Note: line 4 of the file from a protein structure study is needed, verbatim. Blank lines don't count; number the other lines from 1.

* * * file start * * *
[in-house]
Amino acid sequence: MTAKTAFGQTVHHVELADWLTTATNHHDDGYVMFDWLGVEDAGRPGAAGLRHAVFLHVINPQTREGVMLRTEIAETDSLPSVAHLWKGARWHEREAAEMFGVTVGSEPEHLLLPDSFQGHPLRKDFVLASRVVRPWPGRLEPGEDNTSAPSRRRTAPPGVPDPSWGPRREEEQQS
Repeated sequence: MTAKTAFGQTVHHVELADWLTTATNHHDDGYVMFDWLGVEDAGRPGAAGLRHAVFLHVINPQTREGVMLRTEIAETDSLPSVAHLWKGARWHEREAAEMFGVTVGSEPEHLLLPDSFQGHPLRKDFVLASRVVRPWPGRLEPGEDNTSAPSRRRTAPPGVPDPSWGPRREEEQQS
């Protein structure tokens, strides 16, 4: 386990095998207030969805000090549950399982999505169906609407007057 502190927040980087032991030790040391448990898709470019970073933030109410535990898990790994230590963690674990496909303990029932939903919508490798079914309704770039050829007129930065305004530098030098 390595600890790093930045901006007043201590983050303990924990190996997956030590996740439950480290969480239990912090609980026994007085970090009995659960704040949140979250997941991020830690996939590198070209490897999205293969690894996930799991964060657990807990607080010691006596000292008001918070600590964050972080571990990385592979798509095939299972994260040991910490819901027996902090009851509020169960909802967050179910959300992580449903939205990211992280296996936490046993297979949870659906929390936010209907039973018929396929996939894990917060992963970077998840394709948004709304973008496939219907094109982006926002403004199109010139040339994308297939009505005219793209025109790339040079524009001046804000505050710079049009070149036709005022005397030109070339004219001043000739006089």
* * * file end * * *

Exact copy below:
């Protein structure tokens, strides 16, 4: 386990095998207030969805000090549950399982999505169906609407007057 502190927040980087032991030790040391448990898709470019970073933030109410535990898990790994230590963690674990496909303990029932939903919508490798079914309704770039050829007129930065305004530098030098 390595600890790093930045901006007043201590983050303990924990190996997956030590996740439950480290969480239990912090609980026994007085970090009995659960704040949140979250997941991020830690996939590198070209490897999205293969690894996930799991964060657990807990607080010691006596000292008001918070600590964050972080571990990385592979798509095939299972994260040991910490819901027996902090009851509020169960909802967050179910959300992580449903939205990211992280296996936490046993297979949870659906929390936010209907039973018929396929996939894990917060992963970077998840394709948004709304973008496939219907094109982006926002403004199109010139040339994308297939009505005219793209025109790339040079524009001046804000505050710079049009070149036709005022005397030109070339004219001043000739006089």